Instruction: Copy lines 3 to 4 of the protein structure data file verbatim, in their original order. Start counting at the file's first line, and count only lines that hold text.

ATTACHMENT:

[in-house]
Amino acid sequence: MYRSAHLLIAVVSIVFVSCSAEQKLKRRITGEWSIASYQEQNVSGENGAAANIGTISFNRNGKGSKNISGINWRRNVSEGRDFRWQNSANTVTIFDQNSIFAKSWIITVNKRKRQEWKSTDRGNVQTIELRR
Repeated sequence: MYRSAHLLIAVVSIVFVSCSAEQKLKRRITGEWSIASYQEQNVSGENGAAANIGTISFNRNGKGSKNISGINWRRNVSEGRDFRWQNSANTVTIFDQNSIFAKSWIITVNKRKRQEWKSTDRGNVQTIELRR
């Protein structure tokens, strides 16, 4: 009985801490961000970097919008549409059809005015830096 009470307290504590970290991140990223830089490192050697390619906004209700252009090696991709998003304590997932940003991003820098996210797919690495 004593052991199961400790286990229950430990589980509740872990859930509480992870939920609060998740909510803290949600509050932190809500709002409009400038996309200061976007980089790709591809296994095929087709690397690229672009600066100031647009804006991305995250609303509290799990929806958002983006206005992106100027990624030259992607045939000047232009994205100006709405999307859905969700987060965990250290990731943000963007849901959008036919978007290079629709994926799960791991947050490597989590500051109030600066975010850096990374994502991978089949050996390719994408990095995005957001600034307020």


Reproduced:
Repeated sequence: MYRSAHLLIAVVSIVFVSCSAEQKLKRRITGEWSIASYQEQNVSGENGAAANIGTISFNRNGKGSKNISGINWRRNVSEGRDFRWQNSANTVTIFDQNSIFAKSWIITVNKRKRQEWKSTDRGNVQTIELRR
């Protein structure tokens, strides 16, 4: 009985801490961000970097919008549409059809005015830096 009470307290504590970290991140990223830089490192050697390619906004209700252009090696991709998003304590997932940003991003820098996210797919690495 004593052991199961400790286990229950430990589980509740872990859930509480992870939920609060998740909510803290949600509050932190809500709002409009400038996309200061976007980089790709591809296994095929087709690397690229672009600066100031647009804006991305995250609303509290799990929806958002983006206005992106100027990624030259992607045939000047232009994205100006709405999307859905969700987060965990250290990731943000963007849901959008036919978007290079629709994926799960791991947050490597989590500051109030600066975010850096990374994502991978089949050996390719994408990095995005957001600034307020």